Back down in front of Terminal 1, the late night hustle was full on.

Getting busy at O’Hare Terminal 1

Needing a rest, I retired to the swanky Gaslight Club at the hotel. I had an excellent salad and this lovely nightingale serenaded for a couple of hours:

 A nightingale sings at O’Hare

All in all, not a bad night for being stuck in Chicago.

I Take the Big Plunge

Posted in Mixed Nuts on June 12th, 2008 by MadDog
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As Eunie had booked me into the Hides Hotel in Cairns for two nights to recuperate from jet lag before going home to Madang, I found myself with a perfectly good day at hand and nothing to do.

I’d seen the movie The Bucket List on the plane. As I wandered around Cairns afoot, I was thinking of all the things I’ve never gotten around to doing. I also speculated on how many chances I have left to do them.

There was a precise moment when the universe jiggled a little (Hmmm. What’s that about? I thought.) My eyeballs locked onto a gaudy sign.
Yes! It’s going to be skydiving today!

I stood outside a few moments wondering what I was getting into. A nice young lady inside gave me the scoop. I quickly decided that I had to decide and pulled out the plastic. The store is orderly, comforting, and just a tiny bit scary – all that ferocious looking black and chrome strappy stuff hanging all about. Looks a little S&M. Inside the Skydive Cairns store:

Inside the Skydive Cairns store

All of the gearing-up and instruction is done at the store. This is probably a good idea, since it disconnects you physically from the scene of the crime against nature that you are about to commit. It allows you to think rationally and pay attention to your instructions. Still, someone is bound to start thinking too much:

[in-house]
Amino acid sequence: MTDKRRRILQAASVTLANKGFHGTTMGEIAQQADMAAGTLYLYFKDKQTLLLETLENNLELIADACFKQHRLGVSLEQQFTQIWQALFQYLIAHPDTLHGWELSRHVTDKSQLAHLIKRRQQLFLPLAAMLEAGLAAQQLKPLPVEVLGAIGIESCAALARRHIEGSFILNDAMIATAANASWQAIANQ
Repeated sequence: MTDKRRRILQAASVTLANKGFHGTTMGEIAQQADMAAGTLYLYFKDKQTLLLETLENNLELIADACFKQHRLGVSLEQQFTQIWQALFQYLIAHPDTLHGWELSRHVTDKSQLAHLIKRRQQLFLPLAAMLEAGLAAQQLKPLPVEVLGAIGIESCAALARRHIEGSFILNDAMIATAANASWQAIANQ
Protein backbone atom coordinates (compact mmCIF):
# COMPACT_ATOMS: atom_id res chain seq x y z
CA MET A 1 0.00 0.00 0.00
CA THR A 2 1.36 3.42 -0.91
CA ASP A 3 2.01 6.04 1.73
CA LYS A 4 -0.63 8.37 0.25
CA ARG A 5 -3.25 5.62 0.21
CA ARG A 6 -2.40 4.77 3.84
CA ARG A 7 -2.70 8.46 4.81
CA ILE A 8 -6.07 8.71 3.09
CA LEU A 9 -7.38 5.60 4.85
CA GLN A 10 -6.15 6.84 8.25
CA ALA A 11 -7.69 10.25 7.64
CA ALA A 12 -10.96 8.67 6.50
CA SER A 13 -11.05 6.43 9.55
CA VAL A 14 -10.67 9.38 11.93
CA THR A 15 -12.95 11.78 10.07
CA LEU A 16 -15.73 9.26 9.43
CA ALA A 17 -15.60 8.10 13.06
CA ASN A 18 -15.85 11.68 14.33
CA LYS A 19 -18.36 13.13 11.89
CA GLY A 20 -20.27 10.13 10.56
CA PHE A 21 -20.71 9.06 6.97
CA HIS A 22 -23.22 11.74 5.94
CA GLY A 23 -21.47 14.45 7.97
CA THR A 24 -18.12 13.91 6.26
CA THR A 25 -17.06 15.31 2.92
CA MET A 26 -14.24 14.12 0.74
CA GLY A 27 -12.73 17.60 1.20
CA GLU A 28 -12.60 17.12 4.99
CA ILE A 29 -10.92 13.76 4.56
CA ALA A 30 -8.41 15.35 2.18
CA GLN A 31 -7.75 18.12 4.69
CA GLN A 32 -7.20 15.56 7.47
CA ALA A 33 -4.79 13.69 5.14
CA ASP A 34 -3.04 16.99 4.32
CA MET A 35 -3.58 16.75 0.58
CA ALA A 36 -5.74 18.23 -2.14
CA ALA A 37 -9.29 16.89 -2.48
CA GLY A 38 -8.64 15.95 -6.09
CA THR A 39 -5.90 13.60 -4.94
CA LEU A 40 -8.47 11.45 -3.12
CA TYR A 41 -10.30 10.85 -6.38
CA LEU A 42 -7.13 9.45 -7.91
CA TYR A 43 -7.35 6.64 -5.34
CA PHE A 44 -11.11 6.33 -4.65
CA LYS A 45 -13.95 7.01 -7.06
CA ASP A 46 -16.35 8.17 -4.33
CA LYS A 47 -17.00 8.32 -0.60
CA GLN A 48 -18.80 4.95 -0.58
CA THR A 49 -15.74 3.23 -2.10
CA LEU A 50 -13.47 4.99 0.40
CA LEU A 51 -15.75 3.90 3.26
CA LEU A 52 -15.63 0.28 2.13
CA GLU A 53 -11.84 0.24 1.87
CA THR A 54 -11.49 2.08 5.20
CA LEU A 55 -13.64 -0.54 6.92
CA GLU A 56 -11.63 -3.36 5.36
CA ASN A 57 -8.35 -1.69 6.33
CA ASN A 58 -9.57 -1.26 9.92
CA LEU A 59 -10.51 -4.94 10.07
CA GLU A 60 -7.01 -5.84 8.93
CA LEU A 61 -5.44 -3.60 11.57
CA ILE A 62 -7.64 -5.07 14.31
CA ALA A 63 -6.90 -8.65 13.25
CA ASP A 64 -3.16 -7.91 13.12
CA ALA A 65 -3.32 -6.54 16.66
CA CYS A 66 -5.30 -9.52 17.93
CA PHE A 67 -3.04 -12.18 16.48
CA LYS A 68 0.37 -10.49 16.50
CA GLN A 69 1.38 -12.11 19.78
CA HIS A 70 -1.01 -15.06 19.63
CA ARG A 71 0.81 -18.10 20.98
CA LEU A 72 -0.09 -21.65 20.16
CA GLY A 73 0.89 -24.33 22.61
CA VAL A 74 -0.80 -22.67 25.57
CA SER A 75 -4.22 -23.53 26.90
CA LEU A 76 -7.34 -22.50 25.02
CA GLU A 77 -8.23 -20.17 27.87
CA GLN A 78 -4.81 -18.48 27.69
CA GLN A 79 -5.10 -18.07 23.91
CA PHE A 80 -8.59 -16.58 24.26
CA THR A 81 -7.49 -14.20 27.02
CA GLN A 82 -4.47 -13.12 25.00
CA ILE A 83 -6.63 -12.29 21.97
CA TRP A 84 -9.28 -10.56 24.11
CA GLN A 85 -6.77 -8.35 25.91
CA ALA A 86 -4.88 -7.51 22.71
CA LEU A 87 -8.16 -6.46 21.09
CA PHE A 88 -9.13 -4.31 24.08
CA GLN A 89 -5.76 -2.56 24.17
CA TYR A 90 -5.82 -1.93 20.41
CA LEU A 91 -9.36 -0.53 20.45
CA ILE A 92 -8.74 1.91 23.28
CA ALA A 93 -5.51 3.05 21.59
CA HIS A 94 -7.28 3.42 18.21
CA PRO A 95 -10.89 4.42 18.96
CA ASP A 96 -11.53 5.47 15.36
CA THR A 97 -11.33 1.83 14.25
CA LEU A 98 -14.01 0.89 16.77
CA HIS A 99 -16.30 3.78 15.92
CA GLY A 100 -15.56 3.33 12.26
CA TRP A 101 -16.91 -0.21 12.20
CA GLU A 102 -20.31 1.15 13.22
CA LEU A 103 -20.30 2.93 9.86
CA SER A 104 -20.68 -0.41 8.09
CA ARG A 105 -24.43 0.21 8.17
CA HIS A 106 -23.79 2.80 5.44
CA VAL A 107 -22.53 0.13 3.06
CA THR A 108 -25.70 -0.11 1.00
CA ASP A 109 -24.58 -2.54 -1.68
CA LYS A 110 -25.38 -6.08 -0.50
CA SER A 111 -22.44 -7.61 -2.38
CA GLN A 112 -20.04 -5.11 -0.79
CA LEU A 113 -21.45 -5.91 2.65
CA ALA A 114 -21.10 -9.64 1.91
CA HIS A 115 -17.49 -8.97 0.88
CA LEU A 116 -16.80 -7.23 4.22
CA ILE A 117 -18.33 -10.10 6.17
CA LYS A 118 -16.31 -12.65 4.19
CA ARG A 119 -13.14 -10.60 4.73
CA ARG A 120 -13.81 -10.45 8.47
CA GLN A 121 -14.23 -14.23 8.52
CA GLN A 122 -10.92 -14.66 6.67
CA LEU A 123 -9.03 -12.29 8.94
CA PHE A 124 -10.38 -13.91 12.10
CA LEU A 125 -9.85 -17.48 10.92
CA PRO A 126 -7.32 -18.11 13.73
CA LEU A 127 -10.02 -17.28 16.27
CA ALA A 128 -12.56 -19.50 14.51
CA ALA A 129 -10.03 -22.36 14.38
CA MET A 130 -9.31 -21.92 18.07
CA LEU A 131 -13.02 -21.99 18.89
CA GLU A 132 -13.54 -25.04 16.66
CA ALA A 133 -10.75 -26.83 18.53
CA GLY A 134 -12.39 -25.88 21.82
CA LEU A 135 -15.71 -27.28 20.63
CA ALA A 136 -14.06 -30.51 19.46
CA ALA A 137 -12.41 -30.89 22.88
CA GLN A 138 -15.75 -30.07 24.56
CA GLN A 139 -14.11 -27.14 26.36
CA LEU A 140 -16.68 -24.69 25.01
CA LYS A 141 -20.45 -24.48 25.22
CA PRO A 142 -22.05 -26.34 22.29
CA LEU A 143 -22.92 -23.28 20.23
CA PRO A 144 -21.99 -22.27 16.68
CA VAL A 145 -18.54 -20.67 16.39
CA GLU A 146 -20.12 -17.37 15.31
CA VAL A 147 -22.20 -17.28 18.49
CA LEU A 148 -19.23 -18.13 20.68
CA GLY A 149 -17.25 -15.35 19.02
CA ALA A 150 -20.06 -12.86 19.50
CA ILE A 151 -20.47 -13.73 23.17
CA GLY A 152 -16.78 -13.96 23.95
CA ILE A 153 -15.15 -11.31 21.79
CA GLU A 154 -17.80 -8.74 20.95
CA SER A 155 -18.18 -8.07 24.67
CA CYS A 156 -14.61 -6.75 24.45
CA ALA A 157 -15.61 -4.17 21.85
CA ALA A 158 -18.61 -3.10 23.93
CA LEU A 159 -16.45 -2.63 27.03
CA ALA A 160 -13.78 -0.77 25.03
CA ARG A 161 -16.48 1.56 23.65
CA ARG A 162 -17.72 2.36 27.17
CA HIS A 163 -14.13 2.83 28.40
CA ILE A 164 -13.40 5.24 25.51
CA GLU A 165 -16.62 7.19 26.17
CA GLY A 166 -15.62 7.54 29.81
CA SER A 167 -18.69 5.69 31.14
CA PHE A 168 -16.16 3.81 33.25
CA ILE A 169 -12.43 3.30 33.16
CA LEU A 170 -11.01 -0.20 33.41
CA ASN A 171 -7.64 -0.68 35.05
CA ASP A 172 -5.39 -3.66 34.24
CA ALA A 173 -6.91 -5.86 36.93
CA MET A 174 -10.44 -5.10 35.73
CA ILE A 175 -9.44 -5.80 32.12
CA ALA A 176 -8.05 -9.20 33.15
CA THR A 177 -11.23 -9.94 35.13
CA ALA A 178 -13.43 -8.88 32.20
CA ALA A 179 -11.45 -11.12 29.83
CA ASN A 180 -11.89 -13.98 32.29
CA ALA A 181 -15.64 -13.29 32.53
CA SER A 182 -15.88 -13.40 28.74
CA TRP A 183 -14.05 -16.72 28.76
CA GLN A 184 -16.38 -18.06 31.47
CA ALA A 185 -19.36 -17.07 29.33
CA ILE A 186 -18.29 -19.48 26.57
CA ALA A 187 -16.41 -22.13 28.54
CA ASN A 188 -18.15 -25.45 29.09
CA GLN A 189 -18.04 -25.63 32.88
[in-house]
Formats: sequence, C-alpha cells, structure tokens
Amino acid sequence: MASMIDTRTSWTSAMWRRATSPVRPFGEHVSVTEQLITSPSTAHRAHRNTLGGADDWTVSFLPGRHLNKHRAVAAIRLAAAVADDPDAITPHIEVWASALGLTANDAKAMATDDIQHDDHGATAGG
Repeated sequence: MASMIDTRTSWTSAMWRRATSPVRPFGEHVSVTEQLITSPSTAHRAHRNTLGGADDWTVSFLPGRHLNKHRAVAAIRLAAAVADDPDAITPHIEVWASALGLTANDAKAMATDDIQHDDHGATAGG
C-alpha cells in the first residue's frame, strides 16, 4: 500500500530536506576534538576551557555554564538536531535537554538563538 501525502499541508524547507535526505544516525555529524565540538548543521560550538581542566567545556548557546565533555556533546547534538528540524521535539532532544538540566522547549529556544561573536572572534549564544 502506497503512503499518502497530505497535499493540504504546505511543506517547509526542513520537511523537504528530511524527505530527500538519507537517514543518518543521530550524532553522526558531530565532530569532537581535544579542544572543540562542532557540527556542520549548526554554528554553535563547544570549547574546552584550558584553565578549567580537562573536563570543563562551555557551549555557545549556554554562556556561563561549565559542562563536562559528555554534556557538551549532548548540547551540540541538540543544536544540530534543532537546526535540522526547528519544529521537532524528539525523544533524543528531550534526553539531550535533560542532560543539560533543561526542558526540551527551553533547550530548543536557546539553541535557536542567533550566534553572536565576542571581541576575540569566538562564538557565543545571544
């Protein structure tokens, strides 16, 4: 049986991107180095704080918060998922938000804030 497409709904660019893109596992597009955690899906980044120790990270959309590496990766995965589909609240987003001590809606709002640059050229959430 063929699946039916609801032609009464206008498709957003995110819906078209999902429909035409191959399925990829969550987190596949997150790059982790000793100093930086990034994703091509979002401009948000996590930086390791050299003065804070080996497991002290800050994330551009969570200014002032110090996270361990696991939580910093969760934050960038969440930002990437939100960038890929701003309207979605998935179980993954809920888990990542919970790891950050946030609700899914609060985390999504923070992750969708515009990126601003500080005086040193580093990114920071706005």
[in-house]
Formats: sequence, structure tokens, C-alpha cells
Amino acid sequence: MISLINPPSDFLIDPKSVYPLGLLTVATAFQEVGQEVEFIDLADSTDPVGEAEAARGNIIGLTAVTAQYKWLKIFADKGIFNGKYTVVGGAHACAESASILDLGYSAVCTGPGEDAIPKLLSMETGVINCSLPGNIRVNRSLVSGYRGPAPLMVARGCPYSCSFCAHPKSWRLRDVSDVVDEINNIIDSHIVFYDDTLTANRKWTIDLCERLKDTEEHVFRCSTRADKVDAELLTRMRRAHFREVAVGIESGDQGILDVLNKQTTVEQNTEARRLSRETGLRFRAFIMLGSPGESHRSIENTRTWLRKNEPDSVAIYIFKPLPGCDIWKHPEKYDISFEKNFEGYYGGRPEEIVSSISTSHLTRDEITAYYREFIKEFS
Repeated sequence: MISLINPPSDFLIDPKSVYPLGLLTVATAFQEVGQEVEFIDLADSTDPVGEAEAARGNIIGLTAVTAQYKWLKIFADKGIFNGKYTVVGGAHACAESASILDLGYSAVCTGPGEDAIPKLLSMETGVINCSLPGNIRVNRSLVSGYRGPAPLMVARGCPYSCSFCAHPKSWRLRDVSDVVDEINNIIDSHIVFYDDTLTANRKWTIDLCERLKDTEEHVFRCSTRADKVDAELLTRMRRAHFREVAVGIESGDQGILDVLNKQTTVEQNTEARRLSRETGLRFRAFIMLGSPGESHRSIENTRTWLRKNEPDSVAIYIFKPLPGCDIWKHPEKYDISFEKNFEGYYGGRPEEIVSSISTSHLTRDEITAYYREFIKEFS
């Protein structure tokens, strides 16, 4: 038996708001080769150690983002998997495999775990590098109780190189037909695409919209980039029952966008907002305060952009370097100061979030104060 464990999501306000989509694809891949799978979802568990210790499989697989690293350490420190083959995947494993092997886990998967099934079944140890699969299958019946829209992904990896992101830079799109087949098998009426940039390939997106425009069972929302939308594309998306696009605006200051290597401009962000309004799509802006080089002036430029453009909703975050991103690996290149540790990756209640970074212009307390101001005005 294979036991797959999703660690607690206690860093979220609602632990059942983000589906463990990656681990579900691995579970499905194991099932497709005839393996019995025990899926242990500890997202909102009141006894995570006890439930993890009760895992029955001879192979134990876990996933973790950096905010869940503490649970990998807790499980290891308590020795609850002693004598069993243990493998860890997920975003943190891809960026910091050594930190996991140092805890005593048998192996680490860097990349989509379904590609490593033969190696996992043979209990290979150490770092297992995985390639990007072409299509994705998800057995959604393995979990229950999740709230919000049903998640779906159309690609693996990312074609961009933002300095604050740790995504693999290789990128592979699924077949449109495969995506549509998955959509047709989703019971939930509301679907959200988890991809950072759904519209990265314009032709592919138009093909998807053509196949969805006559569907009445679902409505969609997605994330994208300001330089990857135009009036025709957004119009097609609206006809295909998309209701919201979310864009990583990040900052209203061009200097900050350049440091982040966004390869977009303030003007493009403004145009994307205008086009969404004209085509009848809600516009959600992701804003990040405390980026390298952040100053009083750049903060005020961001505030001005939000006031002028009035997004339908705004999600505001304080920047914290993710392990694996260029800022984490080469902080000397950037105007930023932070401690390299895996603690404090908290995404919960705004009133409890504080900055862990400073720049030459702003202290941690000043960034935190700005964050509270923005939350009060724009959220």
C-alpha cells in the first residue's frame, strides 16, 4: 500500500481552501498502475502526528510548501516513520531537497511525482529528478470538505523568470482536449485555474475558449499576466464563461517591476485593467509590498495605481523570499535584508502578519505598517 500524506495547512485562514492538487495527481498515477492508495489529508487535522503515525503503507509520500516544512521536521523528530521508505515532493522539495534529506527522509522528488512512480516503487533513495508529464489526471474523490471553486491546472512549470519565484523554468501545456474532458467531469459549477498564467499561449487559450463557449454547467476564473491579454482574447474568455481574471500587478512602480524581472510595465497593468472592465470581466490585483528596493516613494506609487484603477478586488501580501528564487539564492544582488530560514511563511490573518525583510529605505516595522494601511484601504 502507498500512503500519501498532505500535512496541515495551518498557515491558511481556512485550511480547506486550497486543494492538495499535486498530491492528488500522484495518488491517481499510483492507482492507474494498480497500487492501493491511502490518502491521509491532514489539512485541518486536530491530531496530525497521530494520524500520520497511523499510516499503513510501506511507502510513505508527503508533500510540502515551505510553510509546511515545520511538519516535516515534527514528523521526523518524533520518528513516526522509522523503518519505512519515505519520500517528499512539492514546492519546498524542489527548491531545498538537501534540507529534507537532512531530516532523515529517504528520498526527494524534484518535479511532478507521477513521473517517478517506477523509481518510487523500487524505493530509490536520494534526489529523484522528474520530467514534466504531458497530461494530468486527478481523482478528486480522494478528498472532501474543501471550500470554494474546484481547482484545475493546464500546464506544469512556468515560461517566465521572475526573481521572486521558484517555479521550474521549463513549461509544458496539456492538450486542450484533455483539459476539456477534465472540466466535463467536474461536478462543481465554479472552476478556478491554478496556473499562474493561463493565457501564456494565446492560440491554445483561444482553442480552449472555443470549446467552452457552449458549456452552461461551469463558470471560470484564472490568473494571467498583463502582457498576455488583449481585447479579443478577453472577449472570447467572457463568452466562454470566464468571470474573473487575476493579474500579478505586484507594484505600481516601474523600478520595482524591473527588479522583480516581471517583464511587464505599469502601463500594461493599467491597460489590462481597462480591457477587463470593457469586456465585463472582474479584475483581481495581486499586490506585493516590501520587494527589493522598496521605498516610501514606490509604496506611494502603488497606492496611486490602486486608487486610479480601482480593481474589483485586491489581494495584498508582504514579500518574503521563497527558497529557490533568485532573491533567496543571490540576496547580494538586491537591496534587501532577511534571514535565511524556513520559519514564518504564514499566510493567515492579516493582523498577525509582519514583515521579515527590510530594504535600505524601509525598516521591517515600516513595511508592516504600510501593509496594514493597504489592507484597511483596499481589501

Not everybody reacts the same

When everybody looks like a character from Mad Max, we’re herded out to the van for a short ride to a small airport. And, we see a most unusual aeroplane:

 The turbine-powered Cresco - custom built for skydiving

It’s a purpose-built skydiving plane by Pacific Aerospace in New Zealand – the Cresco. It has a huge turbine engine, big fat wings, and it climbs like a terrified spider monkey. We ascended to 14,000 feet in only about seven minutes. It’s a tight fit in the cabin.

My Tandem Master, Theresa, sits behind me. As we neared our jump altitude, Theresa began tightening up the four straps that held us together. I mean those straps were tight, man. If I held my breath, I could feel her breathing. I know what you’re thinking! The answer is yes, it does feel pretty cool. I tried to breath calmly and evenly so Theresa would know what a brave soul I am. Here I am trying to stay cool:

 In the plane on the way up

When the moment comes, it’s almost over before it starts. You and your Tandem Master are straddling a big foam cushiony thing that runs the length of the cabin. There is one each for the two lines of jumpers. You are vigorously scooted forward by your Tandem Master (few choices left at this point) and spun around to face the door. Your feet go on the step, as instructed. Then you cross your arms in front of you and lay your head back on the shoulder of your Tandem Master. The next thing you know, you’re hurled forward and it’s too late to change your mind. This seems to be a good way to stop people from bolting at the last moment. As you can see, I cheated a little. I really wanted the full experience:

 Sitting in the door

What comes next, if you have not experienced it, will probably come as a surprise. At that altitude, there’s really no feeling of falling at all. It’s more like you’re hanging from something (a nice young lady, in this case – no problem there) and staring at a giant picture of the ground being slowly brought closer. All the while there’s this strong blast of refreshingly cool air bathing your whole body. I thought it would be a big adrenaline rush. For me it was just mesmerising. As we’d say in the 60’s, it was a stone gas, man.